Can pre-school behavior issues predict adolescent behavior problems?

challenging children by Godfer Dreamstime At the All Ohio Counselors Conference, Sherry Shamblin, PCC-S, Chief of Behavioral Health Operations from Tri-County Mental Health and Counseling Services Inc. presented ‘Practical Strategies for Challenging Behaviors in Young Children’. Now known as Hopewell Health Centers, this safety net covers 8 counties and 16 sites. Without early intervention, these challenging behaviors in early childhood can become embedded behavior that affect a child going forward, and teachers are less likely to interact with the child exhibiting challenging behaviors when they sometimes need intervention more. Caregivers need to understand which buttons trigger their behavior and utilize self-talk, ‘The way I win is to stay calm.’
The AOCC program guide says, ‘Nationally, as many as 7-20% of preschool children exhibit social-emotional problems that meet criteria for a mental health disorder (ODMH, reported in Sites, Collopy, Velila, Cayard & Graft 2008). At least 30% are at risk of being expelled from their preschool/childcare settings because of their challenging behaviors (Ravner & Knitzer, 2002).” Shamblin asked rhetorically, “Why do they do it?” She suggested: “1. To avoid a situation or person, 2. To obtain an object or person, and, 3. Because a change in stimulation is needed.“

It’s important to keep in mind that the adult attention level is only about 20 minutes, and much lower for a child’s attention span. One has to adapt and plan accordingly. Asserting one’s independence is a typical developmental challenge. Often the cognitively challenged child becomes oppositional. If they can’t do a task yet developmentally, that may be the reason for the opposition. There could also be a background contributing factor such as abuse or other issue. A one size fits all approach doesn’t work; treatment has to be highly individualized and one has to spend adequate time on the ‘before’, Shamblin asserted. What preceeded the objectionable behavior. That may provide a clue.

With young children it’s important to pay attention to transitions in their lives. Young kids need transition support. Shamblin gave an example. If children run wild and throw fits, cycle an activity like ‘getting your coat’ and do it in smaller groups. Her example: ask all the kids wearing blue to ‘get your coat’- to minimize wholesale environmental disruption-everyone running amok at once. Understand the reason behind the behaviors and eliminate extraneous factors. Interventions work in the case where there is a: 1. Skill deficit (you can teach it) or, 2. A performance deficit. A child should be able to sit still for a certain time, an age-appropriate time frame, but if they’re not self-regulating look at the reasons. Note that everyone goes down a developmental level when stressed or angry. When they need to change the stimulation level, find time to engage them differently.

For adolescents with mental and behavioral health issues, some may return to an earlier developmental state because of trauma or experiences that occured in childhood. Until they can process that and successfully complete all the tasks associated with that stage, they’re more challenged in behaving at an age appropriate level. Faced with an impending cross country move, David, age 6 began rocking himself to sleep, and even sucking his thumb- reverting to a pre-school behavior pattern. His mom sought help from a pediatrician when he wet the bed. Parents had not realized the stress the move was causing and began focusing special attention on alleviating David’s anxiety.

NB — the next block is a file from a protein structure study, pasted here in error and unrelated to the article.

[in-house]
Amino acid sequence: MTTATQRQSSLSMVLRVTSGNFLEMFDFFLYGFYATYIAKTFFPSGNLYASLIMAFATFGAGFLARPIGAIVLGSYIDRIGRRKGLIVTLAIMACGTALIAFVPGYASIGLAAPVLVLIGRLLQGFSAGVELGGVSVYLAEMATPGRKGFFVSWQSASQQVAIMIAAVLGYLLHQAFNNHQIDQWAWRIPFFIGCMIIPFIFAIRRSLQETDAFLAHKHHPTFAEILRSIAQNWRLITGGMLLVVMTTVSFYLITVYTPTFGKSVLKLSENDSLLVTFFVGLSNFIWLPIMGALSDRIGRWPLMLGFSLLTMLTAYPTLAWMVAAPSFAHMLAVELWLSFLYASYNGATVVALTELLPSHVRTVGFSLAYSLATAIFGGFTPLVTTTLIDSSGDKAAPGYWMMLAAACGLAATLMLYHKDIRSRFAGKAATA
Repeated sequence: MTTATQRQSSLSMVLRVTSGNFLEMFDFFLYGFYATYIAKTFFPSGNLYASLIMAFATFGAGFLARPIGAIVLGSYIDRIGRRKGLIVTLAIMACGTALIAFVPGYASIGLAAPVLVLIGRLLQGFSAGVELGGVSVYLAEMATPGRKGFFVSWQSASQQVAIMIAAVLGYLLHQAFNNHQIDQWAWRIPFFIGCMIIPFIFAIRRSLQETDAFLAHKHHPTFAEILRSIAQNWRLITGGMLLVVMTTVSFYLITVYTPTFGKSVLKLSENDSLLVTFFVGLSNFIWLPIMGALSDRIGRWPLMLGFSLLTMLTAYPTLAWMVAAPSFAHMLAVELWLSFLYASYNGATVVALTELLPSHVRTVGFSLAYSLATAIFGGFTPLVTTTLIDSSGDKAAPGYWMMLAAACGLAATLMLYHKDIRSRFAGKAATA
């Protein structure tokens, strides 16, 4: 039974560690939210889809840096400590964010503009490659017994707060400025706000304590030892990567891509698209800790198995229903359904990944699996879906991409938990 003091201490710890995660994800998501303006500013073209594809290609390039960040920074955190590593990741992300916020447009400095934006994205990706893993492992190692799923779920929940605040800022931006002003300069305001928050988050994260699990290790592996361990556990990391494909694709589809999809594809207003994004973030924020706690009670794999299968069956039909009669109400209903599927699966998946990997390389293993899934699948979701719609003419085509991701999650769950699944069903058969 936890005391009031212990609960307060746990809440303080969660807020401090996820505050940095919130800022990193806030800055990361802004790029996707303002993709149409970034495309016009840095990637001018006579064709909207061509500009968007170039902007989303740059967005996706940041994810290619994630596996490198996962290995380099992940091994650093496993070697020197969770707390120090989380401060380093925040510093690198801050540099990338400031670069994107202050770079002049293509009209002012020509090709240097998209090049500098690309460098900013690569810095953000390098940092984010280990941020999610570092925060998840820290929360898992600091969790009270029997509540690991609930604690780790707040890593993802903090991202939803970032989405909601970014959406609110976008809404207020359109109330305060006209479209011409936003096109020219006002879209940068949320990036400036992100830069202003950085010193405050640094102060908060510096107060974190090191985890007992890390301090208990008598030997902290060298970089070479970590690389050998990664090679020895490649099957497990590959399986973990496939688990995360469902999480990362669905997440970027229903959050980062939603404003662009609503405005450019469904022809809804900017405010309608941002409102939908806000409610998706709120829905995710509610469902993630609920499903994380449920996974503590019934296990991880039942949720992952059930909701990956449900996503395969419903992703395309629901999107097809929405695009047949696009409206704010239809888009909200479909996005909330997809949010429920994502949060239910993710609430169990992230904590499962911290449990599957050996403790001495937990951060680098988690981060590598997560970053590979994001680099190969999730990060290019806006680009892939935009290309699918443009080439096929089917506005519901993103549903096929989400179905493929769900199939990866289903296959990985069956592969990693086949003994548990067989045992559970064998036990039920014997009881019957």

When it was time to get out of the swimming pool after an hour, Gilbert, age 4 threw a fit. His mom grabbed him by the hand and marched him into the changing room, where he went into a full blown screaming tantrum, ‘No! No! No! I don’t want to go! Want to stay in the water!’ as he kicked his legs and made dressing him all but impossible. His older siblings ignored him, embarrassed. This was similar to the fit he threw at Wal-Mart in the toy department, ‘Want a toy! Waaahhh!’ Much behavioral crossover occurs in a developmental arena with young children, and often it’s about understanding expectations. She suggests for that reason, a resource, ‘The Out of Sync Child’. In her handout she identified ways to look at the challenging behavior: 1. Ask why? 2. Examine contributing factors, and 3. Set a goal for specific, tailored interventions. That applies with older kids too. Shamblin maintains a sense of humor, composure, and you get the feeling she’s ‘been there, done that,’ which is re-assuring, in itself.

Here are resource links:
http://out-of-sync-child.com/
http://www.barnesandnoble.com/w/out-of-sync-child-carol-stock-kranowitz/1100555272 The Barnes and Noble review says, “The Out-of-Sync Child broke new ground by identifying Sensory Processing Disorder, a common but frequently misdiagnosed problem in which the central nervous system misinterprets messages from the senses. This newly revised edition features additional information from recent research on vision and hearing deficits, motor skill problems, nutrition and picky eaters, ADHA, autism, and other related disorders.”

[photo credit: by Godfer/Dreamstime 25419832 Child playing 3d video games].

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About Communications

Communications and Social Media @ Sequel-Pomegranate Health Systems
This entry was posted in behavioral health, behavioral health disorders, pediatric psychiatry, psychiatric care and tagged , , , , . Bookmark the permalink.

One Response to Can pre-school behavior issues predict adolescent behavior problems?

  1. Pingback: Childhood Victimisation and Adolescent Mental Health: What Can Neurobiology Tell Us? | Where Neuroscience meets Psychiatry…

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